To reduce its emissions, Colombian ranch experiments with a new variety of grass 

To reduce its emissions, Colombian ranch experiments with a new variety of grass 

The San Jose ranch is located on a remote stretch of Colombia’s eastern plains. It has its own runway for small aircraft — and 5,000 cows — which are fed with a special kind of grass called Koronivia.

This kind of pasture is more efficient at feeding cattle. And it’s also better for the environment, according to Jacobo Arango, a biologist from the International Center for Tropical Agriculture, which bred Koronivia at its seed bank, and is now testing how it performs at the 20,000-acre ranch.

“The key to this plant is that it’s able to grow deep root systems,” Arango said during a recent visit to Hacienda San Jose. “We have calculated that it is able to store 15% more carbon than the natural pasture that grows in this region.”

The beef industry is responsible for 9% of global greenhouse gas emissions, according to a recent study by the University of Illinois. And its practices are coming under greater scrutiny from customers and governments looking for ways to slow down global warming.

In the remote Colombian province of Vichada, which is mostly covered by savannah and small forests that grow along the region’s rivers, the San Jose ranch is trying to show that there are ways for cattle ranching to be more environmentally friendly — and still be profitable.

One of its most successful projects so far has been planting its fields with Koronivia. This kind of grass doesn’t just sequester more carbon from the atmosphere. A study published in November also found that it can capture and store large amounts of nitrogen after cows release it in their urine, slowing down emissions of nitrous oxide.

“We have calculated that there’s a 1 1/2- to 10-fold reduction in terms of nitrous oxide emissions,” Arango said.

Thanks to its use of Koronivia — and other improvements like using cattle that are ready for slaughter in less time — the San Jose Ranch currently soaks up more greenhouse gases than its cattle emit. And it also needs less space for its cows. This hacienda can feed 17 times more cattle per acre than its neighbors, according to Paolo Moreira, the ranch’s chief executive officer.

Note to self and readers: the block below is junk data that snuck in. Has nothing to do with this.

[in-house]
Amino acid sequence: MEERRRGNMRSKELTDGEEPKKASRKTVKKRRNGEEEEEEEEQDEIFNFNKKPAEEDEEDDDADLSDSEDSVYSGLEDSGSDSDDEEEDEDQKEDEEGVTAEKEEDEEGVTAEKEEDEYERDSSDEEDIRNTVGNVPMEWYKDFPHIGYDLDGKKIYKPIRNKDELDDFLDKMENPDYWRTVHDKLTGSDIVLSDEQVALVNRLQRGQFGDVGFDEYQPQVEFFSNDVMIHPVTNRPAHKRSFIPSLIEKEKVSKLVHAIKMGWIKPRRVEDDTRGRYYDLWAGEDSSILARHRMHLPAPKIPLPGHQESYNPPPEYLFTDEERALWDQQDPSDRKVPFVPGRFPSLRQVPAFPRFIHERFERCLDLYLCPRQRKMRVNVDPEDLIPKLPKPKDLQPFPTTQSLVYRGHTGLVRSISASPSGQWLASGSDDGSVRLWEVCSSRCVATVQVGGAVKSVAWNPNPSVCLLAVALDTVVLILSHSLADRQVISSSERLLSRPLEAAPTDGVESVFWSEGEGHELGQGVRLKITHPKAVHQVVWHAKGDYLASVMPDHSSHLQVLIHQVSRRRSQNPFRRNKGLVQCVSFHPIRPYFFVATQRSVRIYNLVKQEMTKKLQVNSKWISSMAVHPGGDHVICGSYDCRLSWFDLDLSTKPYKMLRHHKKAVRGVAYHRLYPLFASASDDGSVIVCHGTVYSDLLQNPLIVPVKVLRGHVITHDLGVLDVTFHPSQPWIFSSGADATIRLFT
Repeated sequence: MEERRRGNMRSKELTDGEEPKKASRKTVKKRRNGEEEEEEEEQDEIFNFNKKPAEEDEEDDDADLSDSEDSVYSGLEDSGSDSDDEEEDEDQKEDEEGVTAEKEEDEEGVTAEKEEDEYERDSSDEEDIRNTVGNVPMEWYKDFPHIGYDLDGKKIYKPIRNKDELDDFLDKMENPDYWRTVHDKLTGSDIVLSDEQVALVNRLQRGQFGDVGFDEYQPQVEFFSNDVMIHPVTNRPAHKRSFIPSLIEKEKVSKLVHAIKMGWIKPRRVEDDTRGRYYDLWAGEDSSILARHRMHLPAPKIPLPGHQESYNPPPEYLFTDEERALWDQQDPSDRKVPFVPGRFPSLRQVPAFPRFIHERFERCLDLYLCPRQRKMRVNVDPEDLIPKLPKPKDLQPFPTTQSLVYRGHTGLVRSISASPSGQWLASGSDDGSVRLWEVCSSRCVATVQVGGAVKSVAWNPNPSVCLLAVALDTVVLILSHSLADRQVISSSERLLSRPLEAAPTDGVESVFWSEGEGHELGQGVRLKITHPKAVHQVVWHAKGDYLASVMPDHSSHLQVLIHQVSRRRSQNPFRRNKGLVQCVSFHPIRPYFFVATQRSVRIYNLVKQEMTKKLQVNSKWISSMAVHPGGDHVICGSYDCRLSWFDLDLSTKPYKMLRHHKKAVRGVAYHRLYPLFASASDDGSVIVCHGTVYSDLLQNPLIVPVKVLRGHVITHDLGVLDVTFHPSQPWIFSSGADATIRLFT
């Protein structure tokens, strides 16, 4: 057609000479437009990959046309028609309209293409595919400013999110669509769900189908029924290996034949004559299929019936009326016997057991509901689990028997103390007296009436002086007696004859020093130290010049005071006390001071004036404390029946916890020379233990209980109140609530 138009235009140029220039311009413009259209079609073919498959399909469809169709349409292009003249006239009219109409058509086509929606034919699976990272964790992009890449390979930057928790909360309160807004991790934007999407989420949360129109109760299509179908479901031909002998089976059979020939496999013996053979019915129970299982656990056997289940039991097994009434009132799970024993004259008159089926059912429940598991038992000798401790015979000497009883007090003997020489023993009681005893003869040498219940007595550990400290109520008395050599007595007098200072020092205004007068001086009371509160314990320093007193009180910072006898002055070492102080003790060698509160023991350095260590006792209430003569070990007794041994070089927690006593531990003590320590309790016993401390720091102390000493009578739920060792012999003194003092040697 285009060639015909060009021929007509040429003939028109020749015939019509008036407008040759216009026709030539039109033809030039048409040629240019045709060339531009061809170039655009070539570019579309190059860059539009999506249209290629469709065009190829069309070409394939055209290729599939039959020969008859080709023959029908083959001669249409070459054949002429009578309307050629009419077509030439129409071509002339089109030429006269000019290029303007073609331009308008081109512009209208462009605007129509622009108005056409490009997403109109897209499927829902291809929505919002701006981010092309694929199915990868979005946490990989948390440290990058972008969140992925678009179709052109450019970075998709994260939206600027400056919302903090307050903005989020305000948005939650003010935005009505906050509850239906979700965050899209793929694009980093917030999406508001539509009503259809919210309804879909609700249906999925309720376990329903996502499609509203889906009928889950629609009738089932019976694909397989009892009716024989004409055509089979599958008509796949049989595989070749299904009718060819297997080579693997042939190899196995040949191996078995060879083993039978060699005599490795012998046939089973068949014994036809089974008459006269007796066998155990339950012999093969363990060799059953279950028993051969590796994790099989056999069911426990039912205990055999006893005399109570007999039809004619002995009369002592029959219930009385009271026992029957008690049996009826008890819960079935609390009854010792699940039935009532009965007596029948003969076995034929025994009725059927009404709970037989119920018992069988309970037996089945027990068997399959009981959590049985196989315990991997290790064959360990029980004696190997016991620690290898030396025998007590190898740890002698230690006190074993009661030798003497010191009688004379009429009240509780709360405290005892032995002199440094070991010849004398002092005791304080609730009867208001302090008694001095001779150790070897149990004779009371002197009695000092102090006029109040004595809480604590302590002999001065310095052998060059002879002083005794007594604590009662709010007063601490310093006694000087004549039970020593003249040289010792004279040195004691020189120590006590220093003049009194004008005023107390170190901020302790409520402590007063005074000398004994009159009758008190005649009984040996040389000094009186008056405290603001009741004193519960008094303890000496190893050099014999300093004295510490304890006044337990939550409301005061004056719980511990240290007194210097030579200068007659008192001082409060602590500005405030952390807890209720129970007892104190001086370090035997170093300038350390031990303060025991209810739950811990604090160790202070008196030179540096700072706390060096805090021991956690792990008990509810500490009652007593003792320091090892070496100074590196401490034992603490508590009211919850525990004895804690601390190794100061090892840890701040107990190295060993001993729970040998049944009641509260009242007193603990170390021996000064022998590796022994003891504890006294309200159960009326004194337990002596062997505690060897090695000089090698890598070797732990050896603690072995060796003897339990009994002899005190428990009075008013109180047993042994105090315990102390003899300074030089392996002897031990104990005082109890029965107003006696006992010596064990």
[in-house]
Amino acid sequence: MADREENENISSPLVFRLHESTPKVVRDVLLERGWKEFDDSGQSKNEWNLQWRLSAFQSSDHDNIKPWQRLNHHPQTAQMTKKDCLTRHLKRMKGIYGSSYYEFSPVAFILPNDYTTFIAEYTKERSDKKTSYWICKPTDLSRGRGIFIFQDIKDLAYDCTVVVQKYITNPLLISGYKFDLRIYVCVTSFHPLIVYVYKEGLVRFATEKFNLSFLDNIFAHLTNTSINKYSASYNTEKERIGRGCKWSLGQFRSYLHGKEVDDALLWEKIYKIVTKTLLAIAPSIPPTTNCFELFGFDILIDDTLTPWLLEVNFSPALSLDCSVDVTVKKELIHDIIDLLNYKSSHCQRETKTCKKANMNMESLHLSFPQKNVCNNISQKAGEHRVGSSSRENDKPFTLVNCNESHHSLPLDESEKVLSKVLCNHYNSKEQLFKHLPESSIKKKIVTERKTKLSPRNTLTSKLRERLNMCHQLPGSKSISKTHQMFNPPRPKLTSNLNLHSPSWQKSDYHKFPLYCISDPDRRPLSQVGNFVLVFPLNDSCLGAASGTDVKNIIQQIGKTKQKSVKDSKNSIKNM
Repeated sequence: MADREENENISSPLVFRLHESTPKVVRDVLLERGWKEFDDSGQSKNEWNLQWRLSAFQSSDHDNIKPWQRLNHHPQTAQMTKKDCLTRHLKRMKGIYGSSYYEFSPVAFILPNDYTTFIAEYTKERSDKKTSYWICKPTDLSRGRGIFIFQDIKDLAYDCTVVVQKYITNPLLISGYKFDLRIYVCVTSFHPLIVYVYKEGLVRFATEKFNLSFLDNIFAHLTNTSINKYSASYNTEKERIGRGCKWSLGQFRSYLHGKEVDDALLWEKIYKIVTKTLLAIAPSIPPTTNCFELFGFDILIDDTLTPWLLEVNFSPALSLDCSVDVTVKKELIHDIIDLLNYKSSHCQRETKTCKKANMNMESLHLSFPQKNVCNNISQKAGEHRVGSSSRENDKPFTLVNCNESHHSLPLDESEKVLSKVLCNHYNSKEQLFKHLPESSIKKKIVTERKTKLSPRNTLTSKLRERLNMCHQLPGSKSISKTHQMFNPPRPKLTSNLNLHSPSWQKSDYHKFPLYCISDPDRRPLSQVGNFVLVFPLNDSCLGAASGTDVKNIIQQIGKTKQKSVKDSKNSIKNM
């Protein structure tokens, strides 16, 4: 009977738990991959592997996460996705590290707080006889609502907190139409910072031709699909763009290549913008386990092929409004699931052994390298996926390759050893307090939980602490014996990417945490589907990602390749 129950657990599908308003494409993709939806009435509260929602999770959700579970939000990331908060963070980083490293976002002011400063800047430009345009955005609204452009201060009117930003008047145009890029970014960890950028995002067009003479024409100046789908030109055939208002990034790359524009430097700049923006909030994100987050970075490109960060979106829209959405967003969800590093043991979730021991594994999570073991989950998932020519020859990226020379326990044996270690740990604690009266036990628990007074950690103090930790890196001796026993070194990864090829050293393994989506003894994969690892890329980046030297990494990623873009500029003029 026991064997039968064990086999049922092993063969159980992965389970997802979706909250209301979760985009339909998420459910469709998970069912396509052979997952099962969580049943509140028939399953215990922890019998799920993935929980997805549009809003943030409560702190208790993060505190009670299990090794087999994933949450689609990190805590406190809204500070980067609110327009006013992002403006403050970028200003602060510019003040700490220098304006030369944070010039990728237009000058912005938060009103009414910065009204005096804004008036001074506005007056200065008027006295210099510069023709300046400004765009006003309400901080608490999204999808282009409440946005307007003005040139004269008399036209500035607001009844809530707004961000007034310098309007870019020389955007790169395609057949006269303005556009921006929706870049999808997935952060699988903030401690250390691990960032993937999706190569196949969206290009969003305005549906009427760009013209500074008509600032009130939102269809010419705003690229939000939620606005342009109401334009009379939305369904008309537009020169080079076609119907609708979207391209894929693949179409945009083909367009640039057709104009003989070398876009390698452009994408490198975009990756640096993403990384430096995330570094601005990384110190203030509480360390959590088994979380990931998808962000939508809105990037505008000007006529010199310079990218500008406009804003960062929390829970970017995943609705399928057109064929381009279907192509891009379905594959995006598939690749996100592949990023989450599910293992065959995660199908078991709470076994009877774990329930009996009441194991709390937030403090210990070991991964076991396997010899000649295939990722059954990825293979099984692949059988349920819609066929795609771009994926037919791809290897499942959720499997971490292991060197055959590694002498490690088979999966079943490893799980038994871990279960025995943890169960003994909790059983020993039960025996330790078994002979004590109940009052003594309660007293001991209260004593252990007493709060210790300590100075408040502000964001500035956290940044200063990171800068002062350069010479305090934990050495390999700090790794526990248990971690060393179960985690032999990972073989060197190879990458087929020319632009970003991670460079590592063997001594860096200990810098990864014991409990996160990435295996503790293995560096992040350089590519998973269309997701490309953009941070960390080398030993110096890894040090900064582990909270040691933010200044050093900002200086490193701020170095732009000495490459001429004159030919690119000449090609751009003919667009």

“In terms of emissions, it is true and always will be true that the animals emit gases,” like methane, which cows emit when they burp, he said. “But when you combine that with a system that is able to sequestrate more gases than what the animals are emitting, then, it becomes very interesting.”

Moreira is not the only one trying to reduce the beef industry’s environmental hoofprint.

In the United States, some ranchers are promoting a system known as regenerative grazing: Instead of planting a monocrop of grass for feed, cattle are rotated on fields of native species. This helps cows to be healthier while reducing emissions, said Allen Williams, a rancher and consultant from South Carolina.

“It sequesters a lot more carbon. Just like the prairies and the native grasslands once did,” he explained. “They were carbon sinks. So, we’re recreating the carbon sinks by recreating the diversity of plant species.”

In Colombia, Moreira and his business partner, a former banker, have raised millions of dollars to launch their eco-friendly ranch.

Buying and planting the Koronivia grass is more expensive than the traditional methods of cattle ranching used in places like Vichada province.

So, Moreira said the ranch will be profitable by selling its meat in the United States where customers are paying premium prices for grass-fed beef.

“You go to Whole Foods markets today, and you see cage-free, animal well-being, no use of preventive hormones,” he said. “What we are trying to do here is to put all those attributes into the meat that we produce.”

Currently, most cows in the US are grain-fed and spend the latter part of their lives in feedlots. But that’s changing as customers seek more natural alternatives.

Williams said that sales of grass-fed beef have “grown exponentially” in the US over the past two decades. According to his estimates, they jumped from $3 million in 2003 to $8 billion last year.

“People like the richness and robustness of the flavor profile that a grass-fed beef has, that a grain-fed beef does not,” Willliams said. “Most grain-fed beef in the US has sort of a bland flavor due to the finishing rations that they’re on. And you have to marinate it or add sauces to it to add more flavor.”

The San Jose ranch needs to boost production for its eco-friendly but costly business model to work. So, the company is looking for 200 investors to buy plots of land in Colombia’s eastern plains.

Moreira said the plan is for each ranch to sustain 900 cows that will be raised with Koronivia grass.

“I think Colombia has a jewel in its hands,” Moreira said. “There’s this huge area that is very appropriate for cattle without the need to cut trees.”

Kylie Tyler

Attended Missouri State University. BOS in Journalism. Writing & journalism seminars, classes continued education, online forums, and skill enhancement. :) Love Free Press!

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